Strapped in an orange suit in his spaceship, Yuri Gagarin smiles as the rockets roar and chirpily tells mission control: "Let's go!"
A new Russian film—"Gagarin. First Man in Space"—is the first full biopic on the pioneering cosmonaut ever to be released in Russia or the Soviet Union.
Until now, Gagarin's 108-minute orbit of the Earth in 1961 appeared almost too hallowed a subject to be tackled in drama. But the state-subsidised film has been made amid a new drive for patriotic cinema as post-Soviet Russia looks for heroes.
It recreates Gagarin's pioneering space voyage in detail and also tries to reveal something of the man who became a Soviet legend: his childhood, family life in the cosmonaut training centre at Star City and his rivals for the number one role.
But critics have complained the film failed to portray a rounded flesh-and-blood figure, instead portraying a person so perfect that Gagarin loses all traces of human character.
"Any humanity is carefully hidden from us. We stop believing at all in the existence of the person named Gagarin," wrote Ogonyok weekly magazine.
The cosmonaut is shown as a virtually flawless figure: he thoughtfully buys his wife flowers, he carefully swaddles his baby daughter and he flashes a white-toothed smile after being tested with G-forces at Star City.
The director Pavel Parkhomenko "made a deadly retro film as if he was turning a feature from (Soviet mouthpiece daily) Pravda into a film", said one reviewer on the TV channel Rain.
The film received state funding as part of a drive for patriotic cinema and has been supported by Gagarin's family—his widow and two daughters, Yelena and Galina.
The family has previously vetoed a Gagarin musical and legally forced the makers of a fictional film drama to cut all references to Gagarin, even changing its title which had included his name.
"At first the Gagarin family were suspicious because before there were attempts to make films and it somehow didn't work out. For them this is a delicate topic and there have always been a lot of unnecessary rumours and sensation around it," producer Oleg Kapanets said at a Moscow presentation.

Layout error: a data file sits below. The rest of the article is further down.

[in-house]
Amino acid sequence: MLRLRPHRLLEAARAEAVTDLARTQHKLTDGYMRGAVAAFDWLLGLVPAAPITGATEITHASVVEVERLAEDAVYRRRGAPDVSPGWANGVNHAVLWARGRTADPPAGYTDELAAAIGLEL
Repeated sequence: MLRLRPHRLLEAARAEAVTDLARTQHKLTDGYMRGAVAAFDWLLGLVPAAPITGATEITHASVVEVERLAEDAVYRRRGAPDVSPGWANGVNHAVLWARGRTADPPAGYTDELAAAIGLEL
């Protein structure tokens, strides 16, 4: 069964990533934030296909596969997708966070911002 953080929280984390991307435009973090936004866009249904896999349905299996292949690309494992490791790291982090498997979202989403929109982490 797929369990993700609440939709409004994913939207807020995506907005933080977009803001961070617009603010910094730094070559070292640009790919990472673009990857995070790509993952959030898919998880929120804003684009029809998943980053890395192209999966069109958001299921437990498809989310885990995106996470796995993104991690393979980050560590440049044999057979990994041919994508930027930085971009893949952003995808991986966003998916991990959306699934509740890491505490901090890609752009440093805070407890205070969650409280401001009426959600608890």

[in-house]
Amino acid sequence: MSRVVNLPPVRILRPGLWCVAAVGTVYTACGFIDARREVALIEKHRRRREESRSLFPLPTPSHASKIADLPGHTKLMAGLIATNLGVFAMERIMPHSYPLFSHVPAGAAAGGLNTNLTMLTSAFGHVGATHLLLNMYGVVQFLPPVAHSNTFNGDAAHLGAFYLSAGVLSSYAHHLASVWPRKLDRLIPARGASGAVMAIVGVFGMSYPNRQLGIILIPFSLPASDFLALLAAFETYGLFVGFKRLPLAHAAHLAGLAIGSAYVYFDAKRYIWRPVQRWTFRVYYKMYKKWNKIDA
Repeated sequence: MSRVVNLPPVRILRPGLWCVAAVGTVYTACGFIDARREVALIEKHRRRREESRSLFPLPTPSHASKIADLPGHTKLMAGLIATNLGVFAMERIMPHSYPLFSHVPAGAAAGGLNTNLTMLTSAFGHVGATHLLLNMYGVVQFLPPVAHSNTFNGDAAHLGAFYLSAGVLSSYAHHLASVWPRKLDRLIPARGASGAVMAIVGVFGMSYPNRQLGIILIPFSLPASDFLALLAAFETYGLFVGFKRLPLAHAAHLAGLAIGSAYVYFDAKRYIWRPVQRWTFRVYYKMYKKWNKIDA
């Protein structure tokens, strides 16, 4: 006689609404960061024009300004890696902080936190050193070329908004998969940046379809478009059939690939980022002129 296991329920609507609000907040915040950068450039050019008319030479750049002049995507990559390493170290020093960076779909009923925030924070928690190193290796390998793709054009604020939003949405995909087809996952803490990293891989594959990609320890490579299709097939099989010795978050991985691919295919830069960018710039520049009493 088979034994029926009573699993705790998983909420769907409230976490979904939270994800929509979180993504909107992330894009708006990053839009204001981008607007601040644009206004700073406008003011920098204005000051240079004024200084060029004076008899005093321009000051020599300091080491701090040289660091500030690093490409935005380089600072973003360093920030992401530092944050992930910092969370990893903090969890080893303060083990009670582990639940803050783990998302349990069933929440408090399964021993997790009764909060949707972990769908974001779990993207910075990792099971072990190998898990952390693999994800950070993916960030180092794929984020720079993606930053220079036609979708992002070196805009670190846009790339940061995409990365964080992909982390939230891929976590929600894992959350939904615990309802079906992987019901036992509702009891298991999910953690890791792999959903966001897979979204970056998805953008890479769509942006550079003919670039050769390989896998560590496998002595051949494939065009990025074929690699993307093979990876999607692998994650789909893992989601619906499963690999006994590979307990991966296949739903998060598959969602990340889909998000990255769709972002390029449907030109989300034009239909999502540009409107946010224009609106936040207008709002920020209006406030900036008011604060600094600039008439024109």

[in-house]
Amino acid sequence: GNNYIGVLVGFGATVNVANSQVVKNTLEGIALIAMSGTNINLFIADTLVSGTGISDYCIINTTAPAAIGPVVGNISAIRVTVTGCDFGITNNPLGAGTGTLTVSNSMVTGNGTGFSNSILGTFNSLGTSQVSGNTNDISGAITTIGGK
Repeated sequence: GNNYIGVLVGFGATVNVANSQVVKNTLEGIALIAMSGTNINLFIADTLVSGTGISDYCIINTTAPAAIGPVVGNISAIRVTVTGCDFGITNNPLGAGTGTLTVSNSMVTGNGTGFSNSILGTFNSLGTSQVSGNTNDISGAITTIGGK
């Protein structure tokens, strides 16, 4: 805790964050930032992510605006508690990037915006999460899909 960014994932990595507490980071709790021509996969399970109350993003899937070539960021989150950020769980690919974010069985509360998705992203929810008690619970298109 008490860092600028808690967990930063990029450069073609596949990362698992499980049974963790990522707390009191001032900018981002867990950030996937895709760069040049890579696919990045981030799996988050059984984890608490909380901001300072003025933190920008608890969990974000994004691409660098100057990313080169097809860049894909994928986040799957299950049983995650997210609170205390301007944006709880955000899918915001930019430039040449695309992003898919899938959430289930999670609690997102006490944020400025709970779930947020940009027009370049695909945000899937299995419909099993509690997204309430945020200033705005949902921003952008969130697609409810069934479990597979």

"They had even stopped believing that it was possible to make honest cinema. But time passed and they were OK with it all."
He said he asked Gagarin's daughters to check with their mother Valentina—who is still alive but rarely seen in public—on details such as what flowers Gagarin used to give her (in the film it is chrysanthemums).
The film ends as Gagarin parachutes back to Earth, without touching on his later years of hobnobbing with Soviet pop stars and world leaders such as Queen Elizabeth II.
Neither does it refer to his death at 34 in a plane crash, an incident whose circumstances have never been fully explained.
Archive footage shown at the end of the film of the real Gagarin depicts a man with a swagger and cheeky grin who seems very different from his portrayal in the film.
"Flashing past in a second, he absolutely repudiates the acting performance of Yaroslav Zhalnin" who plays Gagarin, wrote critic Mikhail Trofimenkov in Kommersant business daily.
From untouchable God to metaphor for modern life
The film's strength is its careful recreation of Gagarin's training and flight showing the bizarre endurance tests—such as reading out poetry in a steam room—and the cramped and basic spacecraft.
Despite its critical drubbing, the film won praise from Russian Space Agency officials who watched it in Moscow.
"It got through to me, I'll be honest, it was great. We still know how to make films—not just rockets," said head of manned flight programmes at Roscosmos, Alexei Krasnov.
The film is the first biopic of Gagarin ever made, although several post-Soviet films have shown him as a symbolic figure.
"Soviet film treated Gagarin as a god whom it was a sin to depict, while in post-Soviet film he is a kind of metaphor for all of Soviet life," wrote Ogonyok.
The film came out as the Kremlin aims to boost patriotism among the young with the help of locally grown heroes—preferably Soviet ones.
A film about hockey star Valery Kharlamov and his Soviet teammates beating Canada in 1972, called "Legend Number 17", has made 920 million rubles ($28.5 million, 21.5 million euros) after significant state funding.
It was hailed as the highest grossing Russian feature film in five years.
Another recent success was a portrayal of Vladimir Vysotsky, a cult singer and actor of the 1970s, that also had state funding.
But other films have struggled to replicate the formula and as "Gagarin" launched, many expressed doubts it would recoup its budget of around $10 million. In its first weekend it made 15.75 million rubles ($497,606).
Last month President Vladimir Putin dressed down a group of top film directors including Oscar-winner Nikita Mikhalkov for failing to persuade people to watch local cinema.
This year, the Kremlin will finance films to the tune of 6.61 billion rubles ($204.4 million). However Russian films only account for 15 percent of cinema tickets, Putin complained.
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